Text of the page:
These Two Potters Are Teaching, Healing and Creating Joy with Their Art

Pottery isn’t just about making functional or decorative products but also an avenue to heal and create beauty. Two potters weigh in.

By Shweta Bhandral

Digging your hands in clay, spinning the potter’s wheel, and finally dipping your pieces in colourful glaze to form creative designs – all this is not just a source of livelihood but also an activity that many people use to heal and grow.

Psychologists believe that pottery or working with clay is a useful tool to overcome depression and anxiety, and is meditative too. Potter and educator Neha Ramaiya would attest to this with her own life.

Pottery not only helped her come out of depression, it also opened doors of opportunity for this Mumbai-based 42-year-old. A graduate in ceramics, she healed herself with pottery before she started teaching ceramics. Her own therapist referred clients to her.

Pottery by Neha Ramaiya, Mumbai

Enthused, Neha (lead image, left) went on to pursue higher studies in clay therapy abroad. She came back to India to start teaching ceramic-work at a few colleges in Mumbai. Alongside, she came up YellowSpiders Pottery, which, by 2012, made a name for itself as a school for pottery-making.

Neha shares that it had been a fascinating time for ceramic craft until the pandemic struck. Lots of pottery studios had come up, and with the government promoting local art and ‘Make in India’, the profession had been finally flourishing.

She points out that sourcing material had also become easier, and so artists could concentrate on design and be innovative unlike ever before.

Neha says, “Ceramic work helped me to take a step back and look at things objectively. If something breaks, I look at it with detachment. I see loss in this way: if I have made it once, I can make it again and probably better. The same rule applies to life.”

Priyanka Joshi, Pune

Pune-based artist and potter Priyanka Joshi also talks passionately about the human relationship with ceramic. The 33-year-old says, “It’s fascinating to look at how pottery subconsciously affects us in our daily lives. It absorbs our memories with every touch, and creates objects from stories to be told, desires to be fulfilled or memories to be relived. In the end, it becomes part of us.”

Priyanka was introduced to pottery in school, but it was only during her last year of graduation that she decided to turn her hobby into her profession and become a potter. Her parents were not very happy, though, and were wary of her idea, but she did not give up. While learning from several artists herself, she started teaching ceramics to autistic children, tailor-making sessions for them.

While the work with special kids was focused on hand-building the pieces, she set up her studio in 2016 to teach ceramics to teenagers and adults as well. Around this time, she began to design ceramic collections too, while teaching remained a good source of income. The lockdown in 2020 disrupted it all.

Priyanka Joshi’s mother initially opposed her career as a potter but now backs her to the hilt

Earlier, when one spoke of pottery or ceramics in India, only four spots would get a mention: Jaipur blue pottery, Khurja pottery, Chinhat pottery and Auroville Pondicherry pottery. But new generations of artists are pursuing it as a profession and setting up their studios all over the country. From healing through pottery to creating designs that are their own, they draw inspiration from all around.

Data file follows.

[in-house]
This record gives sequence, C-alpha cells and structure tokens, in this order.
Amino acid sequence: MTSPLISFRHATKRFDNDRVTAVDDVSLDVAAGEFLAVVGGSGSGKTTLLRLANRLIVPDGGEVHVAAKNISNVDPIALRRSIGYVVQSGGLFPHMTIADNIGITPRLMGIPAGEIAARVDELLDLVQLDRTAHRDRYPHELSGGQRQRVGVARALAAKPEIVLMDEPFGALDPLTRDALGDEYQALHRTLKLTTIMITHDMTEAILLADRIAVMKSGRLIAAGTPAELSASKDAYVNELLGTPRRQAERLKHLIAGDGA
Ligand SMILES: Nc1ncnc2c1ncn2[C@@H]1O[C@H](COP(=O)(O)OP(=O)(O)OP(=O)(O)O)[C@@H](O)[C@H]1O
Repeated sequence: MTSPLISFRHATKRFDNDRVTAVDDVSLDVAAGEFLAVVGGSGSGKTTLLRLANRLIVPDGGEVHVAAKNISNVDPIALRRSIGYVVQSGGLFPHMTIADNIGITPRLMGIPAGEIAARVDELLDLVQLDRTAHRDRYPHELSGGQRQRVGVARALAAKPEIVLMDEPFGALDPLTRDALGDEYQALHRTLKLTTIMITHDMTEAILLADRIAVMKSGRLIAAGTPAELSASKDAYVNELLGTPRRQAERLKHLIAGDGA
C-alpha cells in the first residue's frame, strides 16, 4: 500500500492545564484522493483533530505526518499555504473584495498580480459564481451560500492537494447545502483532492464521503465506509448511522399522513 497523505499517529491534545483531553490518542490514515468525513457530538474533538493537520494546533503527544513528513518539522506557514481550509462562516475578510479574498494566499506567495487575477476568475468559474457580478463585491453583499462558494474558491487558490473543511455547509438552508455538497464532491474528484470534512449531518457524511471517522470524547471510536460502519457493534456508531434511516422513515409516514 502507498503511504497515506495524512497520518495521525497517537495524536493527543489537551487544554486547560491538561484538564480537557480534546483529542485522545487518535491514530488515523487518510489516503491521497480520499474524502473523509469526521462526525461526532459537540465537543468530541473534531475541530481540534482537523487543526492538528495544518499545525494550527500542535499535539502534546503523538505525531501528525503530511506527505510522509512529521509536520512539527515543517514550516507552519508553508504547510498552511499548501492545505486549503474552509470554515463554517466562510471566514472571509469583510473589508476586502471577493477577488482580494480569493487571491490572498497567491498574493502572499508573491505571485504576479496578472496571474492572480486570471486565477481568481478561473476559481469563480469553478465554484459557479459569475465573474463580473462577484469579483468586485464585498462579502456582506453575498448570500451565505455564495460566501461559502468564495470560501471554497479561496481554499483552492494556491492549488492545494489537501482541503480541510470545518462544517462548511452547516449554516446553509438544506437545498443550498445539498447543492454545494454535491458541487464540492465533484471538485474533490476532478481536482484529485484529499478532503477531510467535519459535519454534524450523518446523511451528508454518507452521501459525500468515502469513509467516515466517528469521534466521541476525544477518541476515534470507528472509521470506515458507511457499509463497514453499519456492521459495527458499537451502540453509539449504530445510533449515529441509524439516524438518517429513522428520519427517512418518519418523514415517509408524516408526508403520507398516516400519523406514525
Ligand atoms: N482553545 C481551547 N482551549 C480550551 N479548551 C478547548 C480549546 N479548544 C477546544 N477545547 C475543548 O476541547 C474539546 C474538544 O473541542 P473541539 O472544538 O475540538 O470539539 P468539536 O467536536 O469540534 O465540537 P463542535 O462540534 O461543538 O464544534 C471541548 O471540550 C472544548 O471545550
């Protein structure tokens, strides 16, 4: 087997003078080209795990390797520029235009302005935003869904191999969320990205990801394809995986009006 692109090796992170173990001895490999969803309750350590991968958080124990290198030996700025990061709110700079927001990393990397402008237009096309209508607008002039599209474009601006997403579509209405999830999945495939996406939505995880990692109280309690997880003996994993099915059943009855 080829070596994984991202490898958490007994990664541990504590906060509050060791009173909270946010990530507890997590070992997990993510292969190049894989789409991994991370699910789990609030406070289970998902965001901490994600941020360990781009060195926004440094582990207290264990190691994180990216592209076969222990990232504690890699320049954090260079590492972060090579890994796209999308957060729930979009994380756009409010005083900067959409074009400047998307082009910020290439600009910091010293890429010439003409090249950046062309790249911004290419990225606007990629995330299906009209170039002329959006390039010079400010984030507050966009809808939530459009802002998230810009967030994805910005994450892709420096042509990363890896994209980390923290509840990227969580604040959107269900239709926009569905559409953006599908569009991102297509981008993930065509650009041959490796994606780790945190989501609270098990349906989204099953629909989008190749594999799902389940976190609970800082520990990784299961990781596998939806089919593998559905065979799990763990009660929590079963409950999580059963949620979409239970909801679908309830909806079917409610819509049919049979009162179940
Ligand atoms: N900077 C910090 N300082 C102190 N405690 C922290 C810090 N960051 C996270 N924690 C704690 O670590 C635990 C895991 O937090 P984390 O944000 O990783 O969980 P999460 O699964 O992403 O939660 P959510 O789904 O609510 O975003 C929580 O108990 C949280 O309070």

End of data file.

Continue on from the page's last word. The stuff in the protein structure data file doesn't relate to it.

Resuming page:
“I love trees, nature and the elements. The craft is so involved with the earth, fire and the other elements – water, air – that it grounds you completely,” says Neha. With her studio finally set to produce collections, Neha is using social media to help her reach out to potential customers. In fact, she began using Facebook to promote her work as far back as 2010, and she credits the platform for helping her make YellowSpiders Pottery famous.

Neha Ramaiya overcame depression through pottery and went on to study clay therapy; she now helps others heal

Being an educator and artist who has been in the profession for 20 years, Neha opines that with the growth of studio pottery, artists should help local potters. “For the sake of growth, we should not only employ local craftspersons but also make sure that they get their due and that the craft doesn’t die.”

Priyanka agrees with Neha on this. As a youthful traveller, she even draws her inspirations from local artisans and their designs. She likes to be fluid and flexible with her creations.

“My current body of work reflects my love for the landscape I grew up in, the Middle Eastern sun, sand, mountains, and sea, along with awe-inspiring human-made creations. Woven into my pieces are elements inspired by art and architecture that I have encountered during my travels – from the ancient terracotta vessels depicting stories and love of life to the opulent baroque churches, mystical gold mosaics, graceful stucco work and delightful swirls of colours applied by skilful hands,” she tells us.

With the lockdown putting an end to classes with children and adults, Priyanka is building her collection for sale

With no classes due to the pandemic, both potters are focusing on their online presence. Priyanka, who used to make limited sets just for showcasing to students, is now focusing on building her portfolio for e-sales. She is also experimenting with and learning new techniques.

With both her parents by her side – her mother as friend and critic and her father looking after the accounts department – Priyanka aspires to exhibit her collection at art galleries. On her part, Neha, being the introvert she is, has decided to focus on promoting her studio on social media and create collections on order.

First published in eShe’s October 2020 issue

Syndicated to Money Control

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